(A progression of personal pieces from the earliest posts to now. Improvement is noticable, but with my new techniques and routine, I will be improving my efficiency and increasing the rate at which I successfully apply new lessons. This will ultimately lead to larger leaps.)

      Below are the list of sites and resources that have made my self education possible. I highly recommend their content on YouTube and their respective sites. However, these alone aren't to be credited. The help of fellow artists, teachers and getting my work out for feedback has been just as crucial.

- Gnomon - Jameys Gurney's Books - FZD - CTRL Paint - ZBrush Central - ConceptArt.org - 
 - CGMA - Google! -

This post is done now. Bye.

Friday, September 20, 2013

One Person's Treasure is Another's Trash

 (This was painted from a collection of reference and subtle use of photo texture for the trash piles and overall texture of the image. Pieces like this are more relaxing as they are more abstract and more about the creative flow. Although the subject matter isn't relaxing it leads to positive mental friction.)

     One day, there is a good chance that wonderful, very expensive phone in your pocket will just be another target for the modern day game of kick the can. Maybe not, I'm guessing when trashed it is taken apart and distributed to both legal and illegal e-waste dumps. At the very least part of it will be kicked by somebody at some point and it will be more or less worthless. In other words, it will soon match the value of a lot of content pushed out through the device.
     It is tragic to look at photos of communities living in poverty, yet they are surrounded by skeletons of the technology that brings a better life people across the globe. E-Waste is a rising health and environmental problem and to no surprise it primarily effects Africa, China and India.

(These are some images that inspired the painting. It just struck me as something that is worth painting. Outside of production and entertainment art, I am finding myself searching out subject matters that fly under the radar. There may be some value keeping these realities in the back of one's head.)

        That said there is no way of completely removing yourself from this system. The reality is many of us are born into fortunate circumstances just as many are born into unfortunate circumstances. The very least we can do is to try and show some awareness and operate with efficiency in our everyday lives.If we keep certain realities in mind it will help promote better living unless of course, you are a scumbag looking to take advantage of people's misfortune.
       It would be nice if we didn't replace perfectly good phone every year because the apple thingy comes out with a new version that takes better selfies and has gold trim. The problem with the world's systems boil down to the problems with us humans as individuals. Maybe overtime if we try to improve the way we operate and think as individuals it will manifest in our larger networks of activity. 

      I believe Billy Bush once said, "Be the change you want to see in the world". Did I get that right? Yeah it was definitely Billy Bush.

Happy Friday Everyone!!

Wednesday, September 11, 2013

Coming to A Pirate Cove Near You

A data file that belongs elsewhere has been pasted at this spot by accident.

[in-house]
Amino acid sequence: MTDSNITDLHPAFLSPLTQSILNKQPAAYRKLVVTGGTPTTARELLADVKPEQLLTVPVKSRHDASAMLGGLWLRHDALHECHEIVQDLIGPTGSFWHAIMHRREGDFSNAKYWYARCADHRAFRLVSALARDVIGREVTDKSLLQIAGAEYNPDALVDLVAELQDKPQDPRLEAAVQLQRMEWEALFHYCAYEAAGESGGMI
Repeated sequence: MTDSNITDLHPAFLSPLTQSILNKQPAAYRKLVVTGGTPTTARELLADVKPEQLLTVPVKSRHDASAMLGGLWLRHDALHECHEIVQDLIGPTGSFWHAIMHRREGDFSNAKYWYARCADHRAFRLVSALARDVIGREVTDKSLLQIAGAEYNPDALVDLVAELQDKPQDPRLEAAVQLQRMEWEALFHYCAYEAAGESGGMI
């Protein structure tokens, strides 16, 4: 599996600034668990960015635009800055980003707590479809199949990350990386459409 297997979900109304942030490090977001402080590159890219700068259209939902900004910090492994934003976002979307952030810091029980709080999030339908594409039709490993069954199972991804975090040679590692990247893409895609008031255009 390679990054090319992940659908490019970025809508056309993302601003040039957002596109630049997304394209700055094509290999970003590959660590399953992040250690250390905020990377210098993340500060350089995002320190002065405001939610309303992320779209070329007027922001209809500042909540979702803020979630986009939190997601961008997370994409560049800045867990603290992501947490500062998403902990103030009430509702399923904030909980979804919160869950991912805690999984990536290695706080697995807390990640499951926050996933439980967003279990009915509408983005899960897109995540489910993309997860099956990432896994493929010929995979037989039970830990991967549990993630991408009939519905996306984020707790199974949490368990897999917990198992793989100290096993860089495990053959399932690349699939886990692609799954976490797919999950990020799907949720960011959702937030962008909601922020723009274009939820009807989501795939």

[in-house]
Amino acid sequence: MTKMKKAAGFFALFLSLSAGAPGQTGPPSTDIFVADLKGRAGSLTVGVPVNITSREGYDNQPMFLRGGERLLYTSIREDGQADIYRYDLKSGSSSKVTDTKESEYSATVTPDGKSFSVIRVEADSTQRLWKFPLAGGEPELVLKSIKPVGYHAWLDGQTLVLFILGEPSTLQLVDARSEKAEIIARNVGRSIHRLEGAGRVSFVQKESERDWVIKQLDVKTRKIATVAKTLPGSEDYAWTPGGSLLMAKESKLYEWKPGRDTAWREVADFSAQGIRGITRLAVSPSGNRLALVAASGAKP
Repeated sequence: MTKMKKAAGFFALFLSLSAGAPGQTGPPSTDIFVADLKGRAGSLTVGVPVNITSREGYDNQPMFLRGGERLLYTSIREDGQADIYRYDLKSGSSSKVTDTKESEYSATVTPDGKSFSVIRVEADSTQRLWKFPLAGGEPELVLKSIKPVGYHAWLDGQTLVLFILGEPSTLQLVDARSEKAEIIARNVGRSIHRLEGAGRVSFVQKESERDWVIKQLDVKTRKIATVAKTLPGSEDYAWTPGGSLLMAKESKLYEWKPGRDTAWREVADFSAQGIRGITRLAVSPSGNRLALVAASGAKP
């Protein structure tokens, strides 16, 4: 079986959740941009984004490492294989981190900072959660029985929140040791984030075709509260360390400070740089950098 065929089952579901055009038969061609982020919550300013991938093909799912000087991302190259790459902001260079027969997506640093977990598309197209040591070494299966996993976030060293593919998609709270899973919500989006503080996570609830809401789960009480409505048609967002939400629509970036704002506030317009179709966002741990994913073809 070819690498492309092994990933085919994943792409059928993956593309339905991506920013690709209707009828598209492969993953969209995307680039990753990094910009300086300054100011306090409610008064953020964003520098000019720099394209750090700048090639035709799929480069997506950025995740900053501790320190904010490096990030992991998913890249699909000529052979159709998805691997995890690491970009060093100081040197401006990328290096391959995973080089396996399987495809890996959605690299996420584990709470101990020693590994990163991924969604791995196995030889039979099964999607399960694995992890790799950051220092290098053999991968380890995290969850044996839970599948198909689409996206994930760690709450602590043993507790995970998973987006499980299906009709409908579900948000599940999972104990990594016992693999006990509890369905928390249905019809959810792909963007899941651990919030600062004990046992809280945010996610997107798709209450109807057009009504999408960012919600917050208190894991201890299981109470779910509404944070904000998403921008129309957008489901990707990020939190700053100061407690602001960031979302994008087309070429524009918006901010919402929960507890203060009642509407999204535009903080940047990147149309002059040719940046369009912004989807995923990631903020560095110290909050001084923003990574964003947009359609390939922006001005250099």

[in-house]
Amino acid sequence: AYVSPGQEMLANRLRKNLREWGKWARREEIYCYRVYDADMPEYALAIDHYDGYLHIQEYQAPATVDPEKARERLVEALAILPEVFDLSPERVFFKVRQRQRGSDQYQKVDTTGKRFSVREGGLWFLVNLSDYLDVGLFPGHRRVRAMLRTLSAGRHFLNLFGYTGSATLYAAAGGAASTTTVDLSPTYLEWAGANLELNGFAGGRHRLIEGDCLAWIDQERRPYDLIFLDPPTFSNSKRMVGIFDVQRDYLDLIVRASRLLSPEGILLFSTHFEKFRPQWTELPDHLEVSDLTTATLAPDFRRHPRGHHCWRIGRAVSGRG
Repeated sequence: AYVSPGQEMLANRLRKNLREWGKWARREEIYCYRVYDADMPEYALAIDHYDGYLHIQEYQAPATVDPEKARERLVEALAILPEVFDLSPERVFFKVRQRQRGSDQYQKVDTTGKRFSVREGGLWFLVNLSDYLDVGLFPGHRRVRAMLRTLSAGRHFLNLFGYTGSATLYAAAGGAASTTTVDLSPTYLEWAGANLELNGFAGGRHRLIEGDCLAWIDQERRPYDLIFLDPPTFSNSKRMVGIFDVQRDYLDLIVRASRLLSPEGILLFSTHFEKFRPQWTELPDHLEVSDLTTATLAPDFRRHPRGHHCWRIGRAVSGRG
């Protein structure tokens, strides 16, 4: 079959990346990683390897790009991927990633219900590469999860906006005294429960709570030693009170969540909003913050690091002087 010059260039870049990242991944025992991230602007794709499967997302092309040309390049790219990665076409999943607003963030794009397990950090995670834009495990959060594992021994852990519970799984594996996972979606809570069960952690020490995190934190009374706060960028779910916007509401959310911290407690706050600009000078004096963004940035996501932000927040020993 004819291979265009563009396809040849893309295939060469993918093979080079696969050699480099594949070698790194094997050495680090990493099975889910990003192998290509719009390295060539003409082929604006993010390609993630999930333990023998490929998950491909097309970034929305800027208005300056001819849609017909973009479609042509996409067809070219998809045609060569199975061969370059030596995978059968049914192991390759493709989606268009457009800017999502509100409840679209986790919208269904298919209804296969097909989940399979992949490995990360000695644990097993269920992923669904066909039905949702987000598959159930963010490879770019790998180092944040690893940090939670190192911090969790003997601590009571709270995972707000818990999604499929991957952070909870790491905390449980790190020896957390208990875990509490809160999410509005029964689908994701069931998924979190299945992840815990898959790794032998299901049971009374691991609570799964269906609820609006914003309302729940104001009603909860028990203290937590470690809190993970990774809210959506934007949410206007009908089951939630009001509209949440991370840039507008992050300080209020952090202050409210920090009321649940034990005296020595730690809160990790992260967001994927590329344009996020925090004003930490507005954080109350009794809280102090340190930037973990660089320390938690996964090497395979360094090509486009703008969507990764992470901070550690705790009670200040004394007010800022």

(Traces of an environment help build the character more than if it was just standing in an abyss of white space.)

       I had a back story for this character while working on it which helped. Below is an example of a decent but not full character back story I like to have when working on a character:

      The alien migrated to earth from a distance planet and found refuge in the pirate communities of Somalia. Through ruthless tactics and it's natural physical advantage over most humans, it soon rose to power as a infamous crime boss. Often in hiding, it occasionally takes it's hyenas for strolls around the shanty towns, picking victims at random as a ruthless display of power.  Although the rumors it's incredible acts of brutality are believed, no one has ever seen it take action with their own eyes.
       There are occasional whispers that it is in fact not an alien, but a human in a disguise using the alien image to strike the fear of the unknown in people. No one has ever scene it with out it's retro fitted breathing apparatus or ragged clothing hiding most of it's body. Basically it is mysterious as shit and terrifies people.

     This was just a personal piece that is an offshoot of another concept I was working on. I didn't push the rendering as far or even develop the narrative behind it as far as I usually would. This as usual is due to having to squeeze in time between work. It was fun and helped in planning character concepts that reveal a bit of the environment which helps build the narrative.
      If I gave myself more time I would have designed the background elements a little better. This would have really come to life if I populated the street with more foot traffic, peppering in some aliens. The vehicle in the back also could have been a little more fleshed out and numerous. The color pallet was a bit of a step back for me, it is an overall improvement but it could use a little more flare. One last thing I would have done different, REFERENCE! I can be stubborn and need to be better about gathering extensive reference for specific pieces of the concept.

(This study/concept was a victim of a busy schedule. I picked at this for only 30 -40 minutes at a time days to far apart. That is no way to work on something. A lot of good energy fizzled out effecting the final piece.)

    It has been awhile since the last post. I have been working on a lot of 2D pieces as well and picking 3D back up to gear up in that area again. So that said, this month will have a good amount of updates from a bag log of work. Goodbye.